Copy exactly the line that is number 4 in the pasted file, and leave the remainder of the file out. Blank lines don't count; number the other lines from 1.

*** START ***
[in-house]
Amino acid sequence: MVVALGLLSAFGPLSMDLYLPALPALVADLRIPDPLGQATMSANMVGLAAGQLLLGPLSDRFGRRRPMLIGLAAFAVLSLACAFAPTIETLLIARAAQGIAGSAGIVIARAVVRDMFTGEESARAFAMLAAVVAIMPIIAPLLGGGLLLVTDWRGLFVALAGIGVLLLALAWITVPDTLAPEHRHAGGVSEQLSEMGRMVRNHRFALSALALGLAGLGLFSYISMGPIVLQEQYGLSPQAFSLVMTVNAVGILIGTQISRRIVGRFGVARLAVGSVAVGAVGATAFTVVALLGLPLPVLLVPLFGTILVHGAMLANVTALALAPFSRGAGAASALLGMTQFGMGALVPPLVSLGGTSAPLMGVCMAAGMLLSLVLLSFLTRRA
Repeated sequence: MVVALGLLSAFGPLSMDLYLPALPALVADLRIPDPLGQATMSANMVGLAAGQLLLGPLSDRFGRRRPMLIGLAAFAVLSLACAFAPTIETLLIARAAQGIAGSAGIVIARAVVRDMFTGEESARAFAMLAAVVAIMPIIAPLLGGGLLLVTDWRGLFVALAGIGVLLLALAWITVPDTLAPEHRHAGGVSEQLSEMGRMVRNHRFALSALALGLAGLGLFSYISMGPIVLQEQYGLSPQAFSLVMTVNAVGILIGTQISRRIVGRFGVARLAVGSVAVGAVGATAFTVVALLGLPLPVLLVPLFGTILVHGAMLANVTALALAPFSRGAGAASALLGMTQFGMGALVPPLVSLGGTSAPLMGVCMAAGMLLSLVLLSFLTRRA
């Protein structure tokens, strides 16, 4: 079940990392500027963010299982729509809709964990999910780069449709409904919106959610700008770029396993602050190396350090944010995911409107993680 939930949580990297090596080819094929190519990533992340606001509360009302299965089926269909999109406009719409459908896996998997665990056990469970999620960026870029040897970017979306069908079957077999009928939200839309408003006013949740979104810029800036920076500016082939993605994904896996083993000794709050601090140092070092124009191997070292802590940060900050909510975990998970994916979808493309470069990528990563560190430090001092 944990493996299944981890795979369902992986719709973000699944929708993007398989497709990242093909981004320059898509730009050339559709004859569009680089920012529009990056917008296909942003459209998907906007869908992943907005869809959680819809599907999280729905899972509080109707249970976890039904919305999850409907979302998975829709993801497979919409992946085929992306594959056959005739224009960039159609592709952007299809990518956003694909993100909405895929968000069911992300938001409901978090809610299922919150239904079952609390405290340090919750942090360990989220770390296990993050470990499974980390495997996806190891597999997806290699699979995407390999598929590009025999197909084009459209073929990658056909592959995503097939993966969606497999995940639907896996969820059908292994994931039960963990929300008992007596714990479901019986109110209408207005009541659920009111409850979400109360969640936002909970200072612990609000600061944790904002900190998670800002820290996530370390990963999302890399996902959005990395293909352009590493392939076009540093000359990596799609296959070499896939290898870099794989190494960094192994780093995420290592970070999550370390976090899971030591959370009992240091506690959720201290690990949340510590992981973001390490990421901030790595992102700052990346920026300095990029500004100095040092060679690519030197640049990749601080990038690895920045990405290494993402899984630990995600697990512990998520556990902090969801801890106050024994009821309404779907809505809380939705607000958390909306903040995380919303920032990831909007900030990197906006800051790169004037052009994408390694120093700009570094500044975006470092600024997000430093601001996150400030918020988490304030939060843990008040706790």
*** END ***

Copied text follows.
């Protein structure tokens, strides 16, 4: 079940990392500027963010299982729509809709964990999910780069449709409904919106959610700008770029396993602050190396350090944010995911409107993680 939930949580990297090596080819094929190519990533992340606001509360009302299965089926269909999109406009719409459908896996998997665990056990469970999620960026870029040897970017979306069908079957077999009928939200839309408003006013949740979104810029800036920076500016082939993605994904896996083993000794709050601090140092070092124009191997070292802590940060900050909510975990998970994916979808493309470069990528990563560190430090001092 944990493996299944981890795979369902992986719709973000699944929708993007398989497709990242093909981004320059898509730009050339559709004859569009680089920012529009990056917008296909942003459209998907906007869908992943907005869809959680819809599907999280729905899972509080109707249970976890039904919305999850409907979302998975829709993801497979919409992946085929992306594959056959005739224009960039159609592709952007299809990518956003694909993100909405895929968000069911992300938001409901978090809610299922919150239904079952609390405290340090919750942090360990989220770390296990993050470990499974980390495997996806190891597999997806290699699979995407390999598929590009025999197909084009459209073929990658056909592959995503097939993966969606497999995940639907896996969820059908292994994931039960963990929300008992007596714990479901019986109110209408207005009541659920009111409850979400109360969640936002909970200072612990609000600061944790904002900190998670800002820290996530370390990963999302890399996902959005990395293909352009590493392939076009540093000359990596799609296959070499896939290898870099794989190494960094192994780093995420290592970070999550370390976090899971030591959370009992240091506690959720201290690990949340510590992981973001390490990421901030790595992102700052990346920026300095990029500004100095040092060679690519030197640049990749601080990038690895920045990405290494993402899984630990995600697990512990998520556990902090969801801890106050024994009821309404779907809505809380939705607000958390909306903040995380919303920032990831909007900030990197906006800051790169004037052009994408390694120093700009570094500044975006470092600024997000430093601001996150400030918020988490304030939060843990008040706790």